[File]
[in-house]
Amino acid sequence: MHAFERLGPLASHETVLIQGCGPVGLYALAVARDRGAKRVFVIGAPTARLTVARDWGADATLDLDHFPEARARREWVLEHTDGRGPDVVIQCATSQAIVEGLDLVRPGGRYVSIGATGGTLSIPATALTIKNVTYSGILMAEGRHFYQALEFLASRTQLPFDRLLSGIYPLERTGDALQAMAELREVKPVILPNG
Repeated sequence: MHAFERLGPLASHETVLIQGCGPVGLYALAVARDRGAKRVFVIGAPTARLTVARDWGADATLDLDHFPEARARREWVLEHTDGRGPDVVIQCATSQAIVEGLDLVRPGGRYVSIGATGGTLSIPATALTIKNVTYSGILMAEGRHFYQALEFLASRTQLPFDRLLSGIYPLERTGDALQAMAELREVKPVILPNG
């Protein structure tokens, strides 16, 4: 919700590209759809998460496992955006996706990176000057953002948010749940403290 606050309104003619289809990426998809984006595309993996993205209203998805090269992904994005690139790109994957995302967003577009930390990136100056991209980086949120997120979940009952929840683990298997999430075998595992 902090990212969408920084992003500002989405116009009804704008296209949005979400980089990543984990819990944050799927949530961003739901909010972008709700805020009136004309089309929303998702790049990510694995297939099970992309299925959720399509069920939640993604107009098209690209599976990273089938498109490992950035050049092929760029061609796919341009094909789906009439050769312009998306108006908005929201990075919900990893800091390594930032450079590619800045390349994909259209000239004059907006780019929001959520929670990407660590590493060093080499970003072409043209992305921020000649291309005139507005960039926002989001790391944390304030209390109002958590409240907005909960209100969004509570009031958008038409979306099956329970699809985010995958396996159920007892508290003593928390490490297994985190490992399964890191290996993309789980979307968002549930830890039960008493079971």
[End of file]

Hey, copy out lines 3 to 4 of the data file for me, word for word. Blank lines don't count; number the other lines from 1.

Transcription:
Repeated sequence: MHAFERLGPLASHETVLIQGCGPVGLYALAVARDRGAKRVFVIGAPTARLTVARDWGADATLDLDHFPEARARREWVLEHTDGRGPDVVIQCATSQAIVEGLDLVRPGGRYVSIGATGGTLSIPATALTIKNVTYSGILMAEGRHFYQALEFLASRTQLPFDRLLSGIYPLERTGDALQAMAELREVKPVILPNG
């Protein structure tokens, strides 16, 4: 919700590209759809998460496992955006996706990176000057953002948010749940403290 606050309104003619289809990426998809984006595309993996993205209203998805090269992904994005690139790109994957995302967003577009930390990136100056991209980086949120997120979940009952929840683990298997999430075998595992 902090990212969408920084992003500002989405116009009804704008296209949005979400980089990543984990819990944050799927949530961003739901909010972008709700805020009136004309089309929303998702790049990510694995297939099970992309299925959720399509069920939640993604107009098209690209599976990273089938498109490992950035050049092929760029061609796919341009094909789906009439050769312009998306108006908005929201990075919900990893800091390594930032450079590619800045390349994909259209000239004059907006780019929001959520929670990407660590590493060093080499970003072409043209992305921020000649291309005139507005960039926002989001790391944390304030209390109002958590409240907005909960209100969004509570009031958008038409979306099956329970699809985010995958396996159920007892508290003593928390490490297994985190490992399964890191290996993309789980979307968002549930830890039960008493079971």